Healthy changes more successful with partners

You may have more success in accomplishing a healthy living goal if your partner is

making a similar change. This was the conclusion of a new study that examined the influence of

partner behavior on people’s attempts to live more healthily.

older couple stretching
You are more likely to succeed at getting physically active and making other healthy changes if your partner does the same.

Reporting their findings in JAMA Internal Medicine, researchers from University

College London (UCL) in the UK, found men and women were more likely to make a positive health

behavior change if their partner was also making a change.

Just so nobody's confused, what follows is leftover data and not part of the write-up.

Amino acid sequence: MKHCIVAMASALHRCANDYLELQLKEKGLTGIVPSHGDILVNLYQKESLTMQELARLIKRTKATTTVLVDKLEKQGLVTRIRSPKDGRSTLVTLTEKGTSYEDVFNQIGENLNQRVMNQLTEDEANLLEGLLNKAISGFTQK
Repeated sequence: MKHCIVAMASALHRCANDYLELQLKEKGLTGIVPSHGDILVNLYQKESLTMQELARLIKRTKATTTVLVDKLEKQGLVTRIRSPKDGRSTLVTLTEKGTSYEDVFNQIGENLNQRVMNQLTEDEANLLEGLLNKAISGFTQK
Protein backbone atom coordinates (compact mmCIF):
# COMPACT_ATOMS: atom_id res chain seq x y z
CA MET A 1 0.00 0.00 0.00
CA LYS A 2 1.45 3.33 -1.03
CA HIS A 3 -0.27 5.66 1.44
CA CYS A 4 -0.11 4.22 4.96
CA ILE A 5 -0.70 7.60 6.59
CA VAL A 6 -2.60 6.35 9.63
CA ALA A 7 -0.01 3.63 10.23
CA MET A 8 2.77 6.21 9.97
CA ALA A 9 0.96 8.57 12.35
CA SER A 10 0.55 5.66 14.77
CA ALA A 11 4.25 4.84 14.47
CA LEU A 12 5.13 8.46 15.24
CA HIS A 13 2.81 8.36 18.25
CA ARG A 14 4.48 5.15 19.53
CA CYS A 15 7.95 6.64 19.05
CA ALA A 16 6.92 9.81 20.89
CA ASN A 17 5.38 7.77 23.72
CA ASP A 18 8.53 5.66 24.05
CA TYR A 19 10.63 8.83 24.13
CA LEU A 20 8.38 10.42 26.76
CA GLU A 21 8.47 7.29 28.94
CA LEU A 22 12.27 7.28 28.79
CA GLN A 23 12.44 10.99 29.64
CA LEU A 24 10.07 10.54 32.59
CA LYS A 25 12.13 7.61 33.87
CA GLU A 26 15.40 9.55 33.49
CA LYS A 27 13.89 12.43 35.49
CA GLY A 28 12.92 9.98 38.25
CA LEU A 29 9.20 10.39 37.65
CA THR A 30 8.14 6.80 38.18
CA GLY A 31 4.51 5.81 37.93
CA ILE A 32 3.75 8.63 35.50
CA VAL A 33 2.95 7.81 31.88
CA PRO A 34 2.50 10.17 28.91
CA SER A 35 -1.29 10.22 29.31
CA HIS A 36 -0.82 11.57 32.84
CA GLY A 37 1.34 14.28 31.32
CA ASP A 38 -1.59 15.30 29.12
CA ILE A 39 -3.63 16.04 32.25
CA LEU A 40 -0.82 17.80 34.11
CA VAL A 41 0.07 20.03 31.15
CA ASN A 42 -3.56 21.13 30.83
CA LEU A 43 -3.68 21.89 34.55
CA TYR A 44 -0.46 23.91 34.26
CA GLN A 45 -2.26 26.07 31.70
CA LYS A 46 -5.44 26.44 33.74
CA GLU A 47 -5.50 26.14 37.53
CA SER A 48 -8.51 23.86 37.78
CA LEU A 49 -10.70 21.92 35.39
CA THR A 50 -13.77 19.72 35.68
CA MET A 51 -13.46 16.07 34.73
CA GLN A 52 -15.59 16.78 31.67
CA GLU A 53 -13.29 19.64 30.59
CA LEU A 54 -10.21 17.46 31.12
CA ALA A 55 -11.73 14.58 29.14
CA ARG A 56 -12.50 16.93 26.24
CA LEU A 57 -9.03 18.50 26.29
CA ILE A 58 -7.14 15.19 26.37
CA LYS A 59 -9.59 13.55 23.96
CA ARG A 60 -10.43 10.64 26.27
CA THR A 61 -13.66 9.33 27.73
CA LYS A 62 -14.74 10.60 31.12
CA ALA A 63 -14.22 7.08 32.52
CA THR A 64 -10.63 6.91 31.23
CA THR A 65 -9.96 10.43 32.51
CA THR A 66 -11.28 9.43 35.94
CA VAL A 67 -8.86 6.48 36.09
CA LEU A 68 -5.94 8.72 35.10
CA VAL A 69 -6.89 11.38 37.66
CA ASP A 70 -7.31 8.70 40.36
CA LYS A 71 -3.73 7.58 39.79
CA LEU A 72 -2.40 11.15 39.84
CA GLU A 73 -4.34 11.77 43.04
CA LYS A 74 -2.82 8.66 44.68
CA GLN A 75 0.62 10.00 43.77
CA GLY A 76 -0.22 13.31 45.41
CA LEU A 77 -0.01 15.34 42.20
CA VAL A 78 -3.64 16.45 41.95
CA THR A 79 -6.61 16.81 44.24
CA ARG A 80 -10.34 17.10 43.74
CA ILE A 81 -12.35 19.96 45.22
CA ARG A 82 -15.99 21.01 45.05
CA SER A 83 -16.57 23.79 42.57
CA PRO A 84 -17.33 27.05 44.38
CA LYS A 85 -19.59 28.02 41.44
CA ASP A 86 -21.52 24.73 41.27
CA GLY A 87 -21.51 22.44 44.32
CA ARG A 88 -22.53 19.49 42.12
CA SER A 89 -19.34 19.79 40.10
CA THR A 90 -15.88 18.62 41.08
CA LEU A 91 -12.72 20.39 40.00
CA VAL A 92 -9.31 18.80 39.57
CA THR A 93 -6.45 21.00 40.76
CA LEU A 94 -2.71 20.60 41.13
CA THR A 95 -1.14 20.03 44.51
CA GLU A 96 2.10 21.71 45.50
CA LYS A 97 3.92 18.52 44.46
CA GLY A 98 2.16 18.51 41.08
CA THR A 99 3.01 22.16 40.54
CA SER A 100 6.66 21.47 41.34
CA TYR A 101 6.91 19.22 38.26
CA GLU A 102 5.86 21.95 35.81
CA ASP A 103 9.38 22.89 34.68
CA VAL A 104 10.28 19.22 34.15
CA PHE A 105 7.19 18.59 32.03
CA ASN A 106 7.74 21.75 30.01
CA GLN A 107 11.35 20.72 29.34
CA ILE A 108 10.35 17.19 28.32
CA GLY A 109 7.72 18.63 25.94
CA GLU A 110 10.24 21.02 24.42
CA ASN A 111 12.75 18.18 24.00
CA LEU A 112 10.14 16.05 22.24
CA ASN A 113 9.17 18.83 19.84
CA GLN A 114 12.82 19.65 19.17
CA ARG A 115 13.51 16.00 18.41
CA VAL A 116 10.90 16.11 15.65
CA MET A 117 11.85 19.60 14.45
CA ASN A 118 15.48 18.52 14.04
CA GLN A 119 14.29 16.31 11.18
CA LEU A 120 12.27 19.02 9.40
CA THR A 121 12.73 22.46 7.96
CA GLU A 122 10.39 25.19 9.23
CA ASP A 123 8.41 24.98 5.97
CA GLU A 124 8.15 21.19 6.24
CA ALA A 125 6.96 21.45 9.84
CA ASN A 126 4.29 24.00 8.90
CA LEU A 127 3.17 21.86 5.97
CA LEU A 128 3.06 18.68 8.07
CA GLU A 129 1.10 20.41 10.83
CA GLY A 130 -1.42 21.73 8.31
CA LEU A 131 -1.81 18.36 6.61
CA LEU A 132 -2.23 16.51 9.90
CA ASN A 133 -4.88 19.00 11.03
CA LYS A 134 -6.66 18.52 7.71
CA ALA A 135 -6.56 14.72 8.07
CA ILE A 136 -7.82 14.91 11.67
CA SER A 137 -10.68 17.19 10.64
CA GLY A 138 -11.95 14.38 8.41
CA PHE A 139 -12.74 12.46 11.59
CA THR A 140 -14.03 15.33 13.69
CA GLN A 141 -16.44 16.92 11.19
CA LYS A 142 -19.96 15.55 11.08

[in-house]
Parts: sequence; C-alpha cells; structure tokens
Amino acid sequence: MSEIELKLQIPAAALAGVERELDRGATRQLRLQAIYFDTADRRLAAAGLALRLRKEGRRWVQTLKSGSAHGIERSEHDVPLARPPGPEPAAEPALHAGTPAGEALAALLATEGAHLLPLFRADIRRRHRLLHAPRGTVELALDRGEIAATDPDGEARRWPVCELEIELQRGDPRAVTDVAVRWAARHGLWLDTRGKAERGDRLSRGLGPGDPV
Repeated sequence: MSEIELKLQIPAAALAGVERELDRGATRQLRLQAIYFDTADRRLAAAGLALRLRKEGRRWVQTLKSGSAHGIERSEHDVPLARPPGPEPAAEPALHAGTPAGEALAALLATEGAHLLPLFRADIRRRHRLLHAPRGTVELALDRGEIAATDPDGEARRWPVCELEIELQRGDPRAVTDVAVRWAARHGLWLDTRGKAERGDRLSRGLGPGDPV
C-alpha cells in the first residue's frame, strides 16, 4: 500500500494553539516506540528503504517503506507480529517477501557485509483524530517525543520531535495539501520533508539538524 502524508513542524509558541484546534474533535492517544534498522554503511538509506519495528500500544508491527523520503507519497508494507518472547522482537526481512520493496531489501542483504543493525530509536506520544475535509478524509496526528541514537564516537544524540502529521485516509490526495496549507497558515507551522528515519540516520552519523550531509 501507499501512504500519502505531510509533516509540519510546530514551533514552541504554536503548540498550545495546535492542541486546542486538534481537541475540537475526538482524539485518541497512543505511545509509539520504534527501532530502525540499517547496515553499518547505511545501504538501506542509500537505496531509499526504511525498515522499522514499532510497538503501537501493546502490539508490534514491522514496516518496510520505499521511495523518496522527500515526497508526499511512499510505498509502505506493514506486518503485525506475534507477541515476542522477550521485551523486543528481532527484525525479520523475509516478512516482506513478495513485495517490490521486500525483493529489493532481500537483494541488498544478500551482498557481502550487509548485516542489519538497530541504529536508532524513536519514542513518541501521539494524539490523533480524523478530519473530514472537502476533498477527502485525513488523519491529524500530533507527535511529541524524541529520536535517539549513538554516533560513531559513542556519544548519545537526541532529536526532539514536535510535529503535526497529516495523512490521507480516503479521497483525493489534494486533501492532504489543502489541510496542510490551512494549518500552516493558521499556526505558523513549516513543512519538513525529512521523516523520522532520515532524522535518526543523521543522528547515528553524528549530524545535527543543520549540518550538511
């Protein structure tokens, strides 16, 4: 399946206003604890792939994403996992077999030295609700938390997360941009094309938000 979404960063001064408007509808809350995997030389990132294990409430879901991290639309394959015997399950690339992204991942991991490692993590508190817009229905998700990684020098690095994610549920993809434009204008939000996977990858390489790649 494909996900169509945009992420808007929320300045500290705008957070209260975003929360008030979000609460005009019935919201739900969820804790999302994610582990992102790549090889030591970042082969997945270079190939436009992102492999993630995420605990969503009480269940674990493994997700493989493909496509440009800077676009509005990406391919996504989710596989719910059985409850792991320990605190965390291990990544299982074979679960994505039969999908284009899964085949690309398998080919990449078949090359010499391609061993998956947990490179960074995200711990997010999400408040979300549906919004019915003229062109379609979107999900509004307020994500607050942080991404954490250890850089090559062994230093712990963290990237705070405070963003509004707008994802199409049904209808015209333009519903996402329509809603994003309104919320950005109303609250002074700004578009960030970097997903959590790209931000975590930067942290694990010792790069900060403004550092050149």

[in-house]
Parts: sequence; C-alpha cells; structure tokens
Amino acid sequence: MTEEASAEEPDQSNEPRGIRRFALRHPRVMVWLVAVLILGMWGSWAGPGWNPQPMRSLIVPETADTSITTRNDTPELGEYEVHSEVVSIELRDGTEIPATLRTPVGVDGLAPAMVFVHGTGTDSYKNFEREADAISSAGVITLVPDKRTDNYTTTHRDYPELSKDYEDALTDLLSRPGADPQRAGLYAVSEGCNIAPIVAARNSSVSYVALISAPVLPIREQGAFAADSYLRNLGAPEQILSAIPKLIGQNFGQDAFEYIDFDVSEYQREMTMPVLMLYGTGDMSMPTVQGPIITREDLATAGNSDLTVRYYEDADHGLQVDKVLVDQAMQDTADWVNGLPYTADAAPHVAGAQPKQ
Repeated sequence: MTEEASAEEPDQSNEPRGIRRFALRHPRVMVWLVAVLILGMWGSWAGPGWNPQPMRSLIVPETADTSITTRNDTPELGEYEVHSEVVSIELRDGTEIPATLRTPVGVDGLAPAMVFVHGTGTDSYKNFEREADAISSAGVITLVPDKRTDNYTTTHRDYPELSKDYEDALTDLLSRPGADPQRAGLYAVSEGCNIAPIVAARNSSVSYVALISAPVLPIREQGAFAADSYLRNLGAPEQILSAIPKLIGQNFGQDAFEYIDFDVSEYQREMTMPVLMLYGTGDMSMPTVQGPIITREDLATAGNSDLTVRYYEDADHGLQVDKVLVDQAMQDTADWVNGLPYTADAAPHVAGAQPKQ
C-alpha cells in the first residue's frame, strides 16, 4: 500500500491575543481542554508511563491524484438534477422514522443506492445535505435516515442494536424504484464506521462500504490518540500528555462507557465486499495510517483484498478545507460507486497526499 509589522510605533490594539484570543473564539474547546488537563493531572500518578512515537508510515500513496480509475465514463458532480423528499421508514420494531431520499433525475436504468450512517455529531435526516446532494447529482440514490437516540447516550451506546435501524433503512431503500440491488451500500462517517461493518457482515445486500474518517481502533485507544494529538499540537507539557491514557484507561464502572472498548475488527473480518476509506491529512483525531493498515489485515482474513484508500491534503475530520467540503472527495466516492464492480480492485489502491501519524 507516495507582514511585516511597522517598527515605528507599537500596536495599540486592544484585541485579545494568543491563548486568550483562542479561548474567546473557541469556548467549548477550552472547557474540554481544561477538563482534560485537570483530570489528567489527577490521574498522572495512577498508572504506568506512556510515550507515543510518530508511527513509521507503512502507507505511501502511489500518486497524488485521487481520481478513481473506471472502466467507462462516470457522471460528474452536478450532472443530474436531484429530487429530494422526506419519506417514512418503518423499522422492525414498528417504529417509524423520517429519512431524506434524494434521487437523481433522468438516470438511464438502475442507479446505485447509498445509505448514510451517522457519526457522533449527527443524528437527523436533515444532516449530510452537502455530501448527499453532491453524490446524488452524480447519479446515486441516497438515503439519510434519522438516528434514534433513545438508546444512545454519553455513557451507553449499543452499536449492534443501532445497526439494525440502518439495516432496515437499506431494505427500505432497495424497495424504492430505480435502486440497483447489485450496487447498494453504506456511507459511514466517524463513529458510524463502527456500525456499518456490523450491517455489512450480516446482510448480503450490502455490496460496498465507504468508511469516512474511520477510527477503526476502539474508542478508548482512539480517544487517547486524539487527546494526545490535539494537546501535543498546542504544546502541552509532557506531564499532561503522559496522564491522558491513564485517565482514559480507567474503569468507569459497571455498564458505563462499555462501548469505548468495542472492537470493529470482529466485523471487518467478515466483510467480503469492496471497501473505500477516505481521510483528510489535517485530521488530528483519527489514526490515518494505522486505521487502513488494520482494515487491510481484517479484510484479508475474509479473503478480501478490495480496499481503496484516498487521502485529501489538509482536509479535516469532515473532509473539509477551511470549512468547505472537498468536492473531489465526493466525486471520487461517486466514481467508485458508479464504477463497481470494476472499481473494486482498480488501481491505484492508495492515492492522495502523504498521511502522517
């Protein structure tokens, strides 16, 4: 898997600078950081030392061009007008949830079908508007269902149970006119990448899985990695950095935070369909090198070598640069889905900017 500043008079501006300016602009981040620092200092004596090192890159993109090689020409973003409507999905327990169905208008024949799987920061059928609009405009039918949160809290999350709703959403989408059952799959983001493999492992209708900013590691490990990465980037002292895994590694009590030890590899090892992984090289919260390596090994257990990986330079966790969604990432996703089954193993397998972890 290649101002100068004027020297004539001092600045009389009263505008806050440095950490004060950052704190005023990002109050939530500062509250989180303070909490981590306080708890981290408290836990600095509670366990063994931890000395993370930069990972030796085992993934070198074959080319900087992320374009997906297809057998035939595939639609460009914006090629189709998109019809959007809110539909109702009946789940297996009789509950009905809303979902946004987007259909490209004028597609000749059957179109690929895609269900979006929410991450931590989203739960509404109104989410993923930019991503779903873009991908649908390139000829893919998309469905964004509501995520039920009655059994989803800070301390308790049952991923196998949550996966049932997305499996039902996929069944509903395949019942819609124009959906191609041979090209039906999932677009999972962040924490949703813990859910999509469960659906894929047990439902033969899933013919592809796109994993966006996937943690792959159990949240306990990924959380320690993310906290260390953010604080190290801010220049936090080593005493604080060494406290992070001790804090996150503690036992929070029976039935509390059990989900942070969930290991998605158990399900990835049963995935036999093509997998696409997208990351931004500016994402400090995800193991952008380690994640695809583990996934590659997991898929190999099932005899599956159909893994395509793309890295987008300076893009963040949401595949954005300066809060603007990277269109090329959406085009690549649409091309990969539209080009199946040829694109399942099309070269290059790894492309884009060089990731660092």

Co-author Jane Wardle, Professor of Clinical Psychology at UCL, says:

“Unhealthy lifestyles are a leading cause of death from chronic disease worldwide. The key

lifestyle risks are smoking, excess weight, physical inactivity, poor diet and alcohol


For their study, Prof. Wardle and colleagues looked at how likely people were to quit

smoking, become physically active or lose weight relative to what their partners did.

Their data came from a study of 3,722 co-habiting couples in their 50s and older. They were

all participating in the English Longitudinal Study of Ageing (ELSA).

People were more likely to quit smoking, exercise, lose weight as couples

Among the participants, 175 (17% of smokers) gave up smoking, 1,037 (44% of inactive

participants) became physically active, and 335 who were overweight (15% of overweight

participants) shed more than 5% of their body weight.

The researchers found that men and women were more likely to give up smoking, become